# Can the natural deduction system prove $P \iff ¬P$ to show that it's a contradiction?

I use the Fitch notation for the natural deduction system. More information on https://en.wikipedia.org/wiki/Fitch_notation.

In attempting to derive "$P \iff ¬P$" without any previous assumptions, I can't seem to get anywhere.

My 1st approach is to indirectly prove this (IP), so the proof would begin as a sub-proof $¬(P \iff ¬P)$. but I can't seem to arrive at any sort of useful contradiction.

My second approach is directly proving that $P \Rightarrow ¬P$ and $¬P \Rightarrow P$, but getting the negation of either seems like a dead-end.

Unless the derivational system you use is unsound, you can only derive statements from other statements if they logically follow. Put differently: if you don't have any statements to begin with, the only statements you can prove are tautologies. $P \leftrightarrow \neg P$ is a contradiction, and so cannot be proven without any assumptions.

So, it is no wonder you are not getting anywhere ... you are trying to do the impossible!

Now, if your question is: OK, so I can't prove $P \leftrightarrow \neg P$ ... but can I use a proof system to prove that $P \leftrightarrow \neg P$ is a contradiction? Yes, you can! But to do that, you need to derive a contradiction from $P \leftrightarrow \neg P$, i.e. You need to make $P \leftrightarrow \neg P$ an assumption, and if you can now derive a contradiction, then that shows that $P \leftrightarrow \neg P$ is a contradiction as well, since the only kind of statement from which you can derive a contradiction is a contradiction itself.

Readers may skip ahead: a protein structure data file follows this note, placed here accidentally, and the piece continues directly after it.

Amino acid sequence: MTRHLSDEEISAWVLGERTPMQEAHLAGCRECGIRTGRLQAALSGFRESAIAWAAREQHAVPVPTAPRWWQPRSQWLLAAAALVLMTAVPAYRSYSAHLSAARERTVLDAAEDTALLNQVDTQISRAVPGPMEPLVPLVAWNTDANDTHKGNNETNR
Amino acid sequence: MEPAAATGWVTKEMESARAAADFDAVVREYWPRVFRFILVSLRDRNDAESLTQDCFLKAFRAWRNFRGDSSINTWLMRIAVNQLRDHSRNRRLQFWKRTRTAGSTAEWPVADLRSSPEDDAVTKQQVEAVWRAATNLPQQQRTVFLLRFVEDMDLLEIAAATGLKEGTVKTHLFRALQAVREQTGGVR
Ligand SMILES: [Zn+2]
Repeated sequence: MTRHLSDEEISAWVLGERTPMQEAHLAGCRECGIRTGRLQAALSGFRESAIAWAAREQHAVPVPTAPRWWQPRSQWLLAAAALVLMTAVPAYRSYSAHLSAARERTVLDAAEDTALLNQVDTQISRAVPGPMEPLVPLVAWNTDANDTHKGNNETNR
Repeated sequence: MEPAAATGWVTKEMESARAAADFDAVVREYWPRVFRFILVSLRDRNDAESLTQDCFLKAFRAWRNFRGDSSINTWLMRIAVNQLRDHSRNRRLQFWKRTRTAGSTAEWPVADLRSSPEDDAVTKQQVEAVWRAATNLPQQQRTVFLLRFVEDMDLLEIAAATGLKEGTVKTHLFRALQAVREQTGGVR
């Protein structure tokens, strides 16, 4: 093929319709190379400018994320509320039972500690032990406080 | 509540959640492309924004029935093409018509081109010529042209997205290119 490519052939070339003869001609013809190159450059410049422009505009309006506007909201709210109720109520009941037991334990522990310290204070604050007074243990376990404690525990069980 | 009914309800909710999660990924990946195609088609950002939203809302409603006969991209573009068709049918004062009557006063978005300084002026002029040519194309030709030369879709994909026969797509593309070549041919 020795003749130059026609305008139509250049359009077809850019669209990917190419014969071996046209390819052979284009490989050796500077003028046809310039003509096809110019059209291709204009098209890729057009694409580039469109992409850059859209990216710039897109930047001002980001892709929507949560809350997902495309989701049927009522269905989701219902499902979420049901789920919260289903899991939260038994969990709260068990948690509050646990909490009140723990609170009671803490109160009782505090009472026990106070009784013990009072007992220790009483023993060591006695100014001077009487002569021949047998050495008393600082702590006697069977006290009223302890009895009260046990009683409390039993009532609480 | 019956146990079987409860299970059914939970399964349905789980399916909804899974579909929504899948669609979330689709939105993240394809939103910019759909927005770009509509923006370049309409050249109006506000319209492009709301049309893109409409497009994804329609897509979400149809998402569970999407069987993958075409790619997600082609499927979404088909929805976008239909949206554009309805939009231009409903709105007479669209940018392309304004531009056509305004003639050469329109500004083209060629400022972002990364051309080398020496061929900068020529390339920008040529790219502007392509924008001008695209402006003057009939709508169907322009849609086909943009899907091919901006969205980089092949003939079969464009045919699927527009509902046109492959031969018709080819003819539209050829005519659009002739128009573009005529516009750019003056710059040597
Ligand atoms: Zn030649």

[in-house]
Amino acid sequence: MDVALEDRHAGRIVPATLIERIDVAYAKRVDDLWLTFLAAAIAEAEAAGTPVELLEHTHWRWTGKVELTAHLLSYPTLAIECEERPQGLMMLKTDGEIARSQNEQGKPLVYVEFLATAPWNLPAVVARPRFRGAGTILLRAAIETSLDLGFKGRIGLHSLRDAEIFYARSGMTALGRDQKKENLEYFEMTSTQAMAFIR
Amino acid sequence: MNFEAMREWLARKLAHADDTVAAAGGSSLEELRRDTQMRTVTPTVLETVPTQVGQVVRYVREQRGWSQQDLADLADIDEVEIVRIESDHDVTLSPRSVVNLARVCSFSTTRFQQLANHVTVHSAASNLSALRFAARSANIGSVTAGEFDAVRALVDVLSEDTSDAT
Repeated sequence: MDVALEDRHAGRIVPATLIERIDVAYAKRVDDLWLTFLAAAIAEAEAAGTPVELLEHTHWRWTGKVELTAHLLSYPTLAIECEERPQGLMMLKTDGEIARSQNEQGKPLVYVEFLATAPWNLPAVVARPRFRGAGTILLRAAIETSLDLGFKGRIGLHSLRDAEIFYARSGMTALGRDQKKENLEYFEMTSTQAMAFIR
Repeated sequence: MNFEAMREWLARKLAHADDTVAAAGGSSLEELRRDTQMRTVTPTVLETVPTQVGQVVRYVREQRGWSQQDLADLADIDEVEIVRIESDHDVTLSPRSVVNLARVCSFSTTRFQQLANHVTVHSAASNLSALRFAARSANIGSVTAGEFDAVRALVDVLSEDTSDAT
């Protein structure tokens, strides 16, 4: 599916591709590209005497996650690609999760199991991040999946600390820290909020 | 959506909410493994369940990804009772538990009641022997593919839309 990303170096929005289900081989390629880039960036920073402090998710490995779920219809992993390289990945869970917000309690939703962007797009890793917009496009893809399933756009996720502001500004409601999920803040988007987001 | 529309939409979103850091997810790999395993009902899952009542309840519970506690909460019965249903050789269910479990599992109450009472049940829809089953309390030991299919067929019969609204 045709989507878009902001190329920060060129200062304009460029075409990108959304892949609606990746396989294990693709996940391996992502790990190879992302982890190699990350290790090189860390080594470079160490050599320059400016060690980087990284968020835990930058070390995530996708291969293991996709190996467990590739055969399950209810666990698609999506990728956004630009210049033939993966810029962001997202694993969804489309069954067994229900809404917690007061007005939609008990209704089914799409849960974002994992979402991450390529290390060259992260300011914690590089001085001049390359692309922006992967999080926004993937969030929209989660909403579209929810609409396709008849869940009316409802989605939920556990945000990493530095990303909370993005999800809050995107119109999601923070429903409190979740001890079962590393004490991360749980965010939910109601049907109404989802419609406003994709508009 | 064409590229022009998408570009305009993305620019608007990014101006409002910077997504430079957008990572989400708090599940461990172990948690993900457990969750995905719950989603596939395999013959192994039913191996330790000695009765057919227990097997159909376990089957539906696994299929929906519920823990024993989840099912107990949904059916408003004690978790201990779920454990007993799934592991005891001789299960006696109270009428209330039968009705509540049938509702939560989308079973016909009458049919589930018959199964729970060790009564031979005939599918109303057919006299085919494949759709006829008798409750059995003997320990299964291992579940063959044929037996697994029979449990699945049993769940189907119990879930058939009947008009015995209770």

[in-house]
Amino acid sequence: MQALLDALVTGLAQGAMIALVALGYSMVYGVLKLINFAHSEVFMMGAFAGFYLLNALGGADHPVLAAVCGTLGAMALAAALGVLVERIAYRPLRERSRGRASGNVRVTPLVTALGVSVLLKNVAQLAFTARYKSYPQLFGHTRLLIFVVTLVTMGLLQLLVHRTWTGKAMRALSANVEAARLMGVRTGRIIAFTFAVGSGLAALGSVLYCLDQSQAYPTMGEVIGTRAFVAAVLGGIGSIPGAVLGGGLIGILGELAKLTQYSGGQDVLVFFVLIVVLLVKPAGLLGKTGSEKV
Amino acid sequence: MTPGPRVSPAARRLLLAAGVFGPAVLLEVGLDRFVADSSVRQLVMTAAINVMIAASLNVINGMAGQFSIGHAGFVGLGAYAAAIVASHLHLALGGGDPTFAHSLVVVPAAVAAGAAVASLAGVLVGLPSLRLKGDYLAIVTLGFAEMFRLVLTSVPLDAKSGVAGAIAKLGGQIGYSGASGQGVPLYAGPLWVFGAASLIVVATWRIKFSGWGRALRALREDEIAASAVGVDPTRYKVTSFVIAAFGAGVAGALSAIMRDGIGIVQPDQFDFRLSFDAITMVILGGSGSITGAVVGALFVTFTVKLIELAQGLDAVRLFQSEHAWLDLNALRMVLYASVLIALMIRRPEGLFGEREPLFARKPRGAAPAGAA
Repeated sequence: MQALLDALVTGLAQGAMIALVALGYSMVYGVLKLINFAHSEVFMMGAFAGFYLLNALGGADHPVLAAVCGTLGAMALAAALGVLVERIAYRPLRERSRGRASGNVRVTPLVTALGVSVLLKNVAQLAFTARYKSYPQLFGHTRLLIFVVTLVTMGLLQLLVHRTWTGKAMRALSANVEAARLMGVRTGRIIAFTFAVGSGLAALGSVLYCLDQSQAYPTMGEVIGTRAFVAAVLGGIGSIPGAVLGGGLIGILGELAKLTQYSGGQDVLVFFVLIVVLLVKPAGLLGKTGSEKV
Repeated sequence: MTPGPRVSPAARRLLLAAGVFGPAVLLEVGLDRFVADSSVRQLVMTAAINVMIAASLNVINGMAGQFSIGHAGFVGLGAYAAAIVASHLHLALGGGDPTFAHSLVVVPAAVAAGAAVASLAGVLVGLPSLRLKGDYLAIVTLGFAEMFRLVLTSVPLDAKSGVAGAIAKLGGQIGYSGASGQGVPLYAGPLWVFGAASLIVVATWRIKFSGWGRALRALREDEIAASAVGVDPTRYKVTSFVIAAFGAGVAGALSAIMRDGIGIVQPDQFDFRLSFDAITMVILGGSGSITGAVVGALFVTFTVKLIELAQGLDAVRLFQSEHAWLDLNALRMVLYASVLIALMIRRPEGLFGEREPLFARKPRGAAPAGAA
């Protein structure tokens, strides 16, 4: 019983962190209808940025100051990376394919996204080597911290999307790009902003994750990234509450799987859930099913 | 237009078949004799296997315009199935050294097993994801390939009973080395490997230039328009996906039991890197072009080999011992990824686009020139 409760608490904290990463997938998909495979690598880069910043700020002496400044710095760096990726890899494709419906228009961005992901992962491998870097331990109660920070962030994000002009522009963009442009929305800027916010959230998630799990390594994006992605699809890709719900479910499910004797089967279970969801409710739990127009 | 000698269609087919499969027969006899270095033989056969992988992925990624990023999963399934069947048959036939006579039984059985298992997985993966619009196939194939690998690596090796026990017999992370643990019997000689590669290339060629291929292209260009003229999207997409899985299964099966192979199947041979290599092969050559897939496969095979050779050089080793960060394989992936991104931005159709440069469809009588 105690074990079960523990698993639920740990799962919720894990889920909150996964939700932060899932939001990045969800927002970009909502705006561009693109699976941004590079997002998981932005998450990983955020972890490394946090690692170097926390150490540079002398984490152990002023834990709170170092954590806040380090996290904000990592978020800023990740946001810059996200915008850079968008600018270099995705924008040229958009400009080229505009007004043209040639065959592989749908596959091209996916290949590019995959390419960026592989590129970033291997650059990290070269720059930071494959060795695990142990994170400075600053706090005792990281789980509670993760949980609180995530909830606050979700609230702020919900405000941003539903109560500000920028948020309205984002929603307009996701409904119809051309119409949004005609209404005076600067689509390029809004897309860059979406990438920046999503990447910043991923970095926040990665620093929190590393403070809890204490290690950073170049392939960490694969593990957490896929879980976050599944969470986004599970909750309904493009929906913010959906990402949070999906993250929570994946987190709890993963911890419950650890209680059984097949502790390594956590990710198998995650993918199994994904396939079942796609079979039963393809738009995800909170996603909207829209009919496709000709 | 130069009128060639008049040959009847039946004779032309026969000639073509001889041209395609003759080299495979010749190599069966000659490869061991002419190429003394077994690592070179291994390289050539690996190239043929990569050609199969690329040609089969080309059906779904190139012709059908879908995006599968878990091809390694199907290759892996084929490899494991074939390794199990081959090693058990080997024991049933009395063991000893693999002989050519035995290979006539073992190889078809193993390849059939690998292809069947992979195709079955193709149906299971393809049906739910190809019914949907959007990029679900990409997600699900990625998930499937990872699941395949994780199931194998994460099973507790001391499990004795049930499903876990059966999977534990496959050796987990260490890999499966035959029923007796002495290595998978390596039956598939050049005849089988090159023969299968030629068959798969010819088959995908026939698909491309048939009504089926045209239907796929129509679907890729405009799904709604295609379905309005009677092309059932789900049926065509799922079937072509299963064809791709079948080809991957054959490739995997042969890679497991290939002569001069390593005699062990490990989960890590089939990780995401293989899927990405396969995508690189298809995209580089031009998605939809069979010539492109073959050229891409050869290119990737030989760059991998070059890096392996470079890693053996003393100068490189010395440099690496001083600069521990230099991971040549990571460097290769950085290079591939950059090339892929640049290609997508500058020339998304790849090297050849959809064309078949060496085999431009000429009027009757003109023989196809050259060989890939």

My 1st approach is to indirectly prove this (IP), so the proof would begin as a sub-proof $¬(P \iff ¬P)$. but I can't seem to arrive at any sort of useful contradiction.

My second approach is directly proving that $P \Rightarrow ¬P$ and $¬P \Rightarrow P$, but getting the negation of either seems like a dead-end.

Use the first approach and show that $P\to \neg P$ and $\neg P\to P$ contradict each other, so therefore $\neg(P\leftrightarrow\neg P)$.

Hint: $P\to\neg P \vdash \neg P$

$$\def\hideit#1{}\def\fitch#1#2{\begin{array}{|l}#1\\\hline#2\end{array}}\hideit{\small\fitch{}{\fitch{P\leftrightarrow\neg P\hspace{16.5ex}\text{Assumption}}{(P\to\neg P)\wedge(\neg P\to P)\hspace{4ex}\text{Biconditional Elimination}\\[1ex]P\to \neg P\hspace{16.5ex}\text{Conjunction Elimination}\\\fitch{P\hspace{21ex}\text{Assumption}}{\neg P\hspace{20ex}\text{Conjunction Elimination}\\\bot\hspace{21.5ex}\text{Contradiction}}\\\neg P\hspace{21.5ex}\text{Negation Introduction}\\[1ex] \neg P\to P\hspace{17ex}\text{Conjunction Elimination}\\ P\hspace{22.75ex}\text{Conditional Elimination}\\[1.5ex]\bot\hspace{22.75ex}\text{Contradiction}}\\\neg(P\leftrightarrow\neg P)\hspace{15.25ex}\text{Negation Introduction}}\\\vdash \neg(P\leftrightarrow\neg P)}$$